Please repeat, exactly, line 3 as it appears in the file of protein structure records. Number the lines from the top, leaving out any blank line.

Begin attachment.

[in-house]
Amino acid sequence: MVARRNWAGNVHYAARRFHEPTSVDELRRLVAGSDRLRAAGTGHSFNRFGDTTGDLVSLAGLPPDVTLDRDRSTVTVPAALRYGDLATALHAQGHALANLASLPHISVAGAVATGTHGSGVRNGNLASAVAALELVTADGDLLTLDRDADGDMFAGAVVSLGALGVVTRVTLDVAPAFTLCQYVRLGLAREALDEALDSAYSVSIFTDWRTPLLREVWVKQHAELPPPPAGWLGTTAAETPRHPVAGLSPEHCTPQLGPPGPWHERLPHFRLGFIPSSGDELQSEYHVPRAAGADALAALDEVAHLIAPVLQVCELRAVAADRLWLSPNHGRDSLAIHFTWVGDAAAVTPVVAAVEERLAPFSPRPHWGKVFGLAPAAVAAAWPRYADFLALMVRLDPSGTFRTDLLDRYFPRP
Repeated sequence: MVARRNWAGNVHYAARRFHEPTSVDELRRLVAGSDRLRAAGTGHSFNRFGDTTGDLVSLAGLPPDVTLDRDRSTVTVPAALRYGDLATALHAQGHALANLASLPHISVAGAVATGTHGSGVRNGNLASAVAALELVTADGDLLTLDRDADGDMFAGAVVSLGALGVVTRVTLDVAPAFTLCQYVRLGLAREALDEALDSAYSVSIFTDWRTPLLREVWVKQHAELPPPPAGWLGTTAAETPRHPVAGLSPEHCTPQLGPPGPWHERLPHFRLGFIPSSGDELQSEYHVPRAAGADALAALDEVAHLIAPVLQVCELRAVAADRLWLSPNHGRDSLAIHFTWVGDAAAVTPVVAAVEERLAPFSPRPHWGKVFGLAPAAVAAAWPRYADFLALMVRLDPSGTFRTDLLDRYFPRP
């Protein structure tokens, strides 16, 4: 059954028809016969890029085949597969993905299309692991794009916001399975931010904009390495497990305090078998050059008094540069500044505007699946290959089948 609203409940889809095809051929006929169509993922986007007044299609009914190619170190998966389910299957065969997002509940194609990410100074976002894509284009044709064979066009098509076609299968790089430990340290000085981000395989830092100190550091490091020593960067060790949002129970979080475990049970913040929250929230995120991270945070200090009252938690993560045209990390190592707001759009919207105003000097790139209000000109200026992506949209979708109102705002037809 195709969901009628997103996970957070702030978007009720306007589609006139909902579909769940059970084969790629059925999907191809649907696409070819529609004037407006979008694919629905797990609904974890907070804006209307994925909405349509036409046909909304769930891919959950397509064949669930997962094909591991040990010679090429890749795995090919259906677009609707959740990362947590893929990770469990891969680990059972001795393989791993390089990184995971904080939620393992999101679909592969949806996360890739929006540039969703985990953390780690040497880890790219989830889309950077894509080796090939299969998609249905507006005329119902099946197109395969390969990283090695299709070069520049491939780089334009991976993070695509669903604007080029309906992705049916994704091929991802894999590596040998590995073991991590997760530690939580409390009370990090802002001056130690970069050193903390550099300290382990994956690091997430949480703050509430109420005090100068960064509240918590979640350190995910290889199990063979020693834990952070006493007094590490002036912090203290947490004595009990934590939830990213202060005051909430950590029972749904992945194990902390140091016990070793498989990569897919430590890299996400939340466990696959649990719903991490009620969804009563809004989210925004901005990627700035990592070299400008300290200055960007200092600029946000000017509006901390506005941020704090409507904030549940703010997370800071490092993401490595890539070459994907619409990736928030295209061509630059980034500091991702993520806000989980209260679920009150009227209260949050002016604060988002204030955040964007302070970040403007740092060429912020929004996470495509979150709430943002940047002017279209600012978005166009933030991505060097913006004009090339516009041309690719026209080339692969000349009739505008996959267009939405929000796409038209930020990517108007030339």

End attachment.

Repeated sequence: MVARRNWAGNVHYAARRFHEPTSVDELRRLVAGSDRLRAAGTGHSFNRFGDTTGDLVSLAGLPPDVTLDRDRSTVTVPAALRYGDLATALHAQGHALANLASLPHISVAGAVATGTHGSGVRNGNLASAVAALELVTADGDLLTLDRDADGDMFAGAVVSLGALGVVTRVTLDVAPAFTLCQYVRLGLAREALDEALDSAYSVSIFTDWRTPLLREVWVKQHAELPPPPAGWLGTTAAETPRHPVAGLSPEHCTPQLGPPGPWHERLPHFRLGFIPSSGDELQSEYHVPRAAGADALAALDEVAHLIAPVLQVCELRAVAADRLWLSPNHGRDSLAIHFTWVGDAAAVTPVVAAVEERLAPFSPRPHWGKVFGLAPAAVAAAWPRYADFLALMVRLDPSGTFRTDLLDRYFPRP